Spanish words for pussy
Dennis R. Preston
preston at PILOT.MSU.EDU
Wed Jun 23 23:48:43 UTC 1999
Well, Ron, the error is hardly a big one. My guess is that learning from
native speakers (rather than from pitiful courses) will usually, especially
in such matters as those we speak of here, guide you in the right
As for your French cat problem, you've got the wrong man. Doubtless a
francophile list-reader will come to our aid.
While we are speaking of diminutives, I recall the strength of the notion
of "professional association" in Polish (and, generally speakeing, other
Slavic) diminutives. For example, if you were a customer and ordered a
beer, you would ask for a "piwo." But, when the waiter appeared (even if
carrying a gigantic beer), it would doubtless be presented as a "piwko" (a
beer+diminutive). Mexican Spanish is not exactly like that. Even the
customer could ask (at least in fairly friendly or solidary circumstances)
for a "cervasita" (beer+diminutive), but the ubiquity of diminution in
Mexican Spanish is well known. If you asked for a "little beer" in Polish
(except in the most solidary situations), you would get one - literally (or
get explained to you that little beers were not served there).
PS: I've been very circumspect in this posting, assuming that your subject
line will attract more readers than any other message sent today (or for
quite some time). I was reminded lately that an earlier excahnge of ours
was roundly misinterpreted, and I don't want people, to think I liike you
any less than I really do.
>I see now the error of my ways. This is what happens when one learns a
>language form trying to converse with native speakers in a real-language
>setting, rather than taking a class in college.
>One afternoon while I was living in Guadalajara, Jalisco, 20+ years ago, two
>men appeared at my door one afternoon when my Spanish-fluent boyfriend was
>not around to handle the situation. They asked if they could borrow "una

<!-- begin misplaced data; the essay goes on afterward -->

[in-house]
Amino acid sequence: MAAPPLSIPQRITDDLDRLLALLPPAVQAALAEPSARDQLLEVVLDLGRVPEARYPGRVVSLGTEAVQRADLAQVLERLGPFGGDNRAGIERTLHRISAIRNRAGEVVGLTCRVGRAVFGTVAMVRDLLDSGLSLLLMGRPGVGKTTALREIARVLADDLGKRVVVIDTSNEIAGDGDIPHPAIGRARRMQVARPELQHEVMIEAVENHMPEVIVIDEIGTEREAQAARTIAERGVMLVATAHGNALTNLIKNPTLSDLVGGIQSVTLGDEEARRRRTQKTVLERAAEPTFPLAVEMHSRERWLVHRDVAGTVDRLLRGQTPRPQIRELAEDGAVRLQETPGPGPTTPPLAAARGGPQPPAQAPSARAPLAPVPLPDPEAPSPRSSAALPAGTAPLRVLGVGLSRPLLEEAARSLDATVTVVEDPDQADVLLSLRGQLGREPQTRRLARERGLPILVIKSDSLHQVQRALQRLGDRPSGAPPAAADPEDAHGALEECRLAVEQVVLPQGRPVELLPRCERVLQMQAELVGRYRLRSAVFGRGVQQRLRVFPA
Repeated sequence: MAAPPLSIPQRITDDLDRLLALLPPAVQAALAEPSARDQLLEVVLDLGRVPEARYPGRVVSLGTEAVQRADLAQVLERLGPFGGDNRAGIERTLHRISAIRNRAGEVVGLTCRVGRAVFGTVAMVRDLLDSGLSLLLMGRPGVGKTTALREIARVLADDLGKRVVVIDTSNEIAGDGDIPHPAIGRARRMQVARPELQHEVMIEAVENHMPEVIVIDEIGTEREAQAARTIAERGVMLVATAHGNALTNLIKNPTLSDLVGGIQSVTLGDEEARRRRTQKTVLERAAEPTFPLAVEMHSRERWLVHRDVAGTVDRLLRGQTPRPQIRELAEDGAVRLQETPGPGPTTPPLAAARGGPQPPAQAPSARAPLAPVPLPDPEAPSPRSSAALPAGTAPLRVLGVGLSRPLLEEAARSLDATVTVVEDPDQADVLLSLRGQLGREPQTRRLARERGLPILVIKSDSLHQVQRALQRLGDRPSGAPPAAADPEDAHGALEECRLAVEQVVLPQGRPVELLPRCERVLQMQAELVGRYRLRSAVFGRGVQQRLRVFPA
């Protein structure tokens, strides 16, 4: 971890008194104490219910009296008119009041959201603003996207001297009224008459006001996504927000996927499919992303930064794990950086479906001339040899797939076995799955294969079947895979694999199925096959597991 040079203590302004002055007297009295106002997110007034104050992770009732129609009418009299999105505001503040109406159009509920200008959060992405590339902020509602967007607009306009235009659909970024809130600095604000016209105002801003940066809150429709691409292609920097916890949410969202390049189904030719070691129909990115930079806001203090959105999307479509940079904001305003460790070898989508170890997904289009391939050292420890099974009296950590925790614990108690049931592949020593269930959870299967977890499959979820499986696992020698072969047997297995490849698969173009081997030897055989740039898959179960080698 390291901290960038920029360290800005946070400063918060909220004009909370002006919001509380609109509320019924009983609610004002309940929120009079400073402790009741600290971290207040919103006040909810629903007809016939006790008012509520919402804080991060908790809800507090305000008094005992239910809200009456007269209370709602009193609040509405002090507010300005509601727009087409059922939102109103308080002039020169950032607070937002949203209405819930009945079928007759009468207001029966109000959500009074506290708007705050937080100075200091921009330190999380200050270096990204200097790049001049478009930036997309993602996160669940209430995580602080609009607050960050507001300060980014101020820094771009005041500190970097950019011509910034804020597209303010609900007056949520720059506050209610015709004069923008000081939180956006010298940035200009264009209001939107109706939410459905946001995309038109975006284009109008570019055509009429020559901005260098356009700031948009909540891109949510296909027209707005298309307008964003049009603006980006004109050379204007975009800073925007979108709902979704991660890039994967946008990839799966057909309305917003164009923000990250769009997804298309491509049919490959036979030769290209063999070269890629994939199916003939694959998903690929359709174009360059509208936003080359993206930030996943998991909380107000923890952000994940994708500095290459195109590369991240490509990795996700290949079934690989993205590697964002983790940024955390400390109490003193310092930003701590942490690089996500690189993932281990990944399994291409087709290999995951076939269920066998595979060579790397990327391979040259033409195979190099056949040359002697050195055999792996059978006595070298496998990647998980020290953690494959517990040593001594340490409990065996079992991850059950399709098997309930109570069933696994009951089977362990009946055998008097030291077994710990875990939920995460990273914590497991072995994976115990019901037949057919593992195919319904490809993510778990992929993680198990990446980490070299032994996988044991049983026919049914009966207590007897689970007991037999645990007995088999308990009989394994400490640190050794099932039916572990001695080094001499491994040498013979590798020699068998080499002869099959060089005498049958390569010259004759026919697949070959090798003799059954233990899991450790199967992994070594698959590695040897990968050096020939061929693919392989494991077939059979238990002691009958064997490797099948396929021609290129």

>gata." Well, my Spanish wasn't what I would have liked it to be, but I did go
>and get Pussy and hold her up questioningly. They laughed wholesomely, then
>said, "No quero una gatita, quero una gata de coche" or something like that
>("una gata por mi coche? --para mi coche?" NEVER DID figure out the
>difference between POR and PARA).
>I assumed at that point that GATITA was like PERITA--that that was the way
>that one identified a female cat as opposed to a tomcat.Of course, I never
>had occasion to say GATA "pussy"--after all, why would the sex of a kitty be
>important to me?
>When I was studying French in college, I was told that LRE CHAT and LA CHAT
>were quite different--but that LA CHAT was not a female cat. I was told to
>beware of saying LA CHAT. Was this a piece of knowledge that was equally
>*****in reply to:
>Si Senhor, you are right about Michigan sexuality (done with guns mostly,
>usually as part of a militia group).
>But the diminutive (gatita) is not necessary to indicate that a cat is
>female ("una gata," sin "-ita," will do). You are right that "una gata" may
>also be a car jack. Just a little friendly homophony. (Unless you're one of
Dennis R. Preston
Department of Linguistics and Languages
Michigan State University
East Lansing MI 48824-1027 USA
preston at pilot.msu.edu
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